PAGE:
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Immigrant education and the makings of a never citizen: The case of Greece Open Access


Other title
immigrant students, citizenship, citizenship education, deliberative democracy, interpretive inquiry, invisible immigrant, critical hermeneutics, educational policy, reform, Greece, country of origin, Greek Orthodox Church, Orthodoxy, economy, neo-fascism, religion, liberal democracy, nation, state, nation-state, ethnicity, interpretive, event, cultural reproduction, translation
Type of item
Degree grantor
University of Alberta
Author or creator
Macris, Vicki
Supervisor and department
Ali A. Abdi, Department of Educational Policy Studies
Examining committee member and department
Peter McLaren, College of Educational Studies
Yasmeen Abu-Laban, Department of Political Science
David G. Smith, Department of Secondary Education
Kent den Heyer, Department of Secondary Education
Department of Educational Policy Studies
Theoretical Cultural and International Studies is Education
Date accepted
Graduation date
Doctor of Philosophy
Degree level
This thesis delineates a qualitative research approach that investigates immigrant students’ learning and social experiences in Greek state schools. The purpose of this research was to gain deeper insights into the life and learning experiences of immigrant students and to explore the ways in which school level policies meet, or do not meet the schooling needs of immigrant students and improve immigrant education. Moreover, the research seeks to establish if, in fact, such policies are implemented, supported, and enacted. Immigrant students undoubtedly experience marginalization, exclusion, isolation and invisibility in dominant culture-normed schooling environments, while a look at educational practices in public schools reveals that immigrant-receiving societies continue to reflect the values and knowledge of the dominant society or culture (Vedder, Horenczyk, & Liebkind, 2006). The study seeks to find whether or not immigrants, minorities, or marginalized people are given the opportunities required to live a better life in their host country and to receive, at minimum, an education that is equivalent to the education most native students receive. It has increasingly become a social necessity, if not a matter of urgent moral concern in Greek society, to address the educational needs of marginalized immigrant youth who seem to be continuously isolated from public policy, as well as educational policy discourse in Greece. As such, improving the educational experience of immigrant students should be a top policy priority for immigrant receiving countries, especially those experiencing particularly high levels of immigration-related populations. Prioritizing the education of immigrant students may likely yield potential benefits not only to the population of immigrant students who are the focal group under investigation in this study, but to all marginalized and disenfranchised students and youth in Greek society. Improving immigrant students’ opportunities for self-invention and self-efficacy in schools goes far beyond benefiting immigrant students, alone; rather, focusing on immigrant students as a marginalized group might serve as a catalyst to inform and conscientize researchers, educators, policy makers to all marginalized youth, who continue to struggle in one of the most exclusionary systems of public education imaginable.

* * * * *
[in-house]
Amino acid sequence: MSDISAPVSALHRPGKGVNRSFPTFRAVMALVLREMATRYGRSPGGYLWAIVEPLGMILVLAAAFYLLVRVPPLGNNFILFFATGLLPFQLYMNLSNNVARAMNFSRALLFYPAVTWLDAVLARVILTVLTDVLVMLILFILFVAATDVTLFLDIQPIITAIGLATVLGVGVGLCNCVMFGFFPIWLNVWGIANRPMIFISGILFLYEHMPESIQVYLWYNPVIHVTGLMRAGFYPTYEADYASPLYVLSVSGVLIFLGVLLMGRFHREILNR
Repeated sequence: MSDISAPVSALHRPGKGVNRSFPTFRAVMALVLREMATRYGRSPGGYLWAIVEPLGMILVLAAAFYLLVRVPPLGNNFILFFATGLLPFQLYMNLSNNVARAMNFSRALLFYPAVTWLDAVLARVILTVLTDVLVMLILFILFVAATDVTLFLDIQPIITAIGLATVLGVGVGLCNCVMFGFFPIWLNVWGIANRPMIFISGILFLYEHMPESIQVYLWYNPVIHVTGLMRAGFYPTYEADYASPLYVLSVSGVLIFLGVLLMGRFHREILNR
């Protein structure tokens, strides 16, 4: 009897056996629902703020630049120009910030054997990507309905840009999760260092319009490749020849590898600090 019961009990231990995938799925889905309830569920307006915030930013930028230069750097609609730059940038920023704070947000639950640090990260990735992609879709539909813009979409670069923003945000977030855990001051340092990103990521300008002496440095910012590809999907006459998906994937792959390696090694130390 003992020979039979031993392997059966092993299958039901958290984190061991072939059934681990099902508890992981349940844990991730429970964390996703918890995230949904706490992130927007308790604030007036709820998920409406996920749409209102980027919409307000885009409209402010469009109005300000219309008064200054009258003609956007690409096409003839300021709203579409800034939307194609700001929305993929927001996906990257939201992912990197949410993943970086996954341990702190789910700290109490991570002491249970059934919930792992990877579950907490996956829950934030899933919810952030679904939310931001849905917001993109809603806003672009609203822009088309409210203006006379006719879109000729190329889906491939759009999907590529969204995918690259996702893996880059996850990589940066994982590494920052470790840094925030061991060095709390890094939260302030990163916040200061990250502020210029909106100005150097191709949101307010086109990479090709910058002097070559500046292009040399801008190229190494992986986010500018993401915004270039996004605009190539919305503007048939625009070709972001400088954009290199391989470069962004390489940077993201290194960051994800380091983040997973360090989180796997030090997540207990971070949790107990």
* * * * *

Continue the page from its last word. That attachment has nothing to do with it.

Permission is hereby granted to the University of Alberta Libraries to reproduce single copies of this thesis and to lend or sell such copies for private, scholarly or scientific research purposes only. Where the thesis is converted to, or otherwise made available in digital form, the University of Alberta will advise potential users of the thesis of these terms. The author reserves all other publication and other rights in association with the copyright in the thesis and, except as herein before provided, neither the thesis nor any substantial portion thereof may be printed or otherwise reproduced in any material form whatsoever without the author's prior written permission.
Citation for previous publication
Macris, V. Towards a Pedagogy of Philoxenia: Negotiating policy priorities for immigrant Students in Greek Public Schools. Journal for Critical Education Policy Studies [JCEPS]), (12 pages) Volume 10, Number 1.; Macris, V. (2012). National identity and the education of immigrants: Greece and the rights of ‘non-citizens.’ In A. A. Abdi & P. Carr (Eds.), Educating for democratic consciousness: Counter-hegemonic possibilities, (Chapter XX). New York: Peter Lang Publishers.; Ellis, J., Janjic-Watrich, V., Macris, V. & Marynowski, R. (2011). Using Exploratory Interviews to Re-frame Planned Research on Classroom Issues. Journal of Educational Practices, Vol. 9, No. 1, 10-18.

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